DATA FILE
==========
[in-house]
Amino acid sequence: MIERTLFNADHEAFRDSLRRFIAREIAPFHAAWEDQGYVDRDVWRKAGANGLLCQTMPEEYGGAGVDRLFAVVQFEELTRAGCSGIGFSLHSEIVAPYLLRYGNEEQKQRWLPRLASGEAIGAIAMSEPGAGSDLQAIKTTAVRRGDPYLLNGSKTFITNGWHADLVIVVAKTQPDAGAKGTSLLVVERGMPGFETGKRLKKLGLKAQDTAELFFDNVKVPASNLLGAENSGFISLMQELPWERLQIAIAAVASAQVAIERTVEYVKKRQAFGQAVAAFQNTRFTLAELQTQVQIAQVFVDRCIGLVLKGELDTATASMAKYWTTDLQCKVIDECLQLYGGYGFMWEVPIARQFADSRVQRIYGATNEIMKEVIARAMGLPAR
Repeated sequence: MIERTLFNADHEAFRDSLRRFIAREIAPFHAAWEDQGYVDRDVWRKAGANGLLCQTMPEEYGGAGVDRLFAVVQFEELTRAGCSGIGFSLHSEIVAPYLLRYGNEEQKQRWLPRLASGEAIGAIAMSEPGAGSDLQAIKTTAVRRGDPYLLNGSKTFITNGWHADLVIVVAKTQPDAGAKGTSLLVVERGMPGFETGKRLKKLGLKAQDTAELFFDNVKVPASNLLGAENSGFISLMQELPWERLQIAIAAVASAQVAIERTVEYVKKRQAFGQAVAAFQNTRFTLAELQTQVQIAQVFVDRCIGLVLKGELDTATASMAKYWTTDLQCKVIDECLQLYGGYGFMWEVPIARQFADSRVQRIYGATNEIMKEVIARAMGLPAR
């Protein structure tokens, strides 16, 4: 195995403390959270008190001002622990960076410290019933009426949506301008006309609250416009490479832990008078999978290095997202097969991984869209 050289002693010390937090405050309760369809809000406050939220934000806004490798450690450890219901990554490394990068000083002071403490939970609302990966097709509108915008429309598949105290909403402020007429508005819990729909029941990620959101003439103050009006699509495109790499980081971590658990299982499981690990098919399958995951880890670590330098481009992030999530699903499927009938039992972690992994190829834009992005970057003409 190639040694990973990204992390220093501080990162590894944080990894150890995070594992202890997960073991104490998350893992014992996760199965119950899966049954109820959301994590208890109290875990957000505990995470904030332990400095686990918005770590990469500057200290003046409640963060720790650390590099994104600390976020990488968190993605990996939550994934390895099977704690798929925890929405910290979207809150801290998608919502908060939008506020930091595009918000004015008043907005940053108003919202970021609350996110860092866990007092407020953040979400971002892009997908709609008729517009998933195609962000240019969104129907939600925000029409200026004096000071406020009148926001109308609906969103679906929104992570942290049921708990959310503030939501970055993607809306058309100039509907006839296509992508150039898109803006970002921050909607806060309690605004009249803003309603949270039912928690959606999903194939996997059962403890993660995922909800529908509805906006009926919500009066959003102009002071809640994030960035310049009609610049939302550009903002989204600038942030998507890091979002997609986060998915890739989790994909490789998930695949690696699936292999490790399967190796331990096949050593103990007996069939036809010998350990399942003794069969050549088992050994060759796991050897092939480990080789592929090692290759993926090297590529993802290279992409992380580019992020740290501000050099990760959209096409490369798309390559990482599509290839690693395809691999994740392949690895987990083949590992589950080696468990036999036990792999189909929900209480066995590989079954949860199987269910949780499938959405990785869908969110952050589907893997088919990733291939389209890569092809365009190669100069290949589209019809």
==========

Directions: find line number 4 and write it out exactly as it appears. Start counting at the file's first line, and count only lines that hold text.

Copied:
């Protein structure tokens, strides 16, 4: 195995403390959270008190001002622990960076410290019933009426949506301008006309609250416009490479832990008078999978290095997202097969991984869209 050289002693010390937090405050309760369809809000406050939220934000806004490798450690450890219901990554490394990068000083002071403490939970609302990966097709509108915008429309598949105290909403402020007429508005819990729909029941990620959101003439103050009006699509495109790499980081971590658990299982499981690990098919399958995951880890670590330098481009992030999530699903499927009938039992972690992994190829834009992005970057003409 190639040694990973990204992390220093501080990162590894944080990894150890995070594992202890997960073991104490998350893992014992996760199965119950899966049954109820959301994590208890109290875990957000505990995470904030332990400095686990918005770590990469500057200290003046409640963060720790650390590099994104600390976020990488968190993605990996939550994934390895099977704690798929925890929405910290979207809150801290998608919502908060939008506020930091595009918000004015008043907005940053108003919202970021609350996110860092866990007092407020953040979400971002892009997908709609008729517009998933195609962000240019969104129907939600925000029409200026004096000071406020009148926001109308609906969103679906929104992570942290049921708990959310503030939501970055993607809306058309100039509907006839296509992508150039898109803006970002921050909607806060309690605004009249803003309603949270039912928690959606999903194939996997059962403890993660995922909800529908509805906006009926919500009066959003102009002071809640994030960035310049009609610049939302550009903002989204600038942030998507890091979002997609986060998915890739989790994909490789998930695949690696699936292999490790399967190796331990096949050593103990007996069939036809010998350990399942003794069969050549088992050994060759796991050897092939480990080789592929090692290759993926090297590529993802290279992409992380580019992020740290501000050099990760959209096409490369798309390559990482599509290839690693395809691999994740392949690895987990083949590992589950080696468990036999036990792999189909929900209480066995590989079954949860199987269910949780499938959405990785869908969110952050589907893997088919990733291939389209890569092809365009190669100069290949589209019809």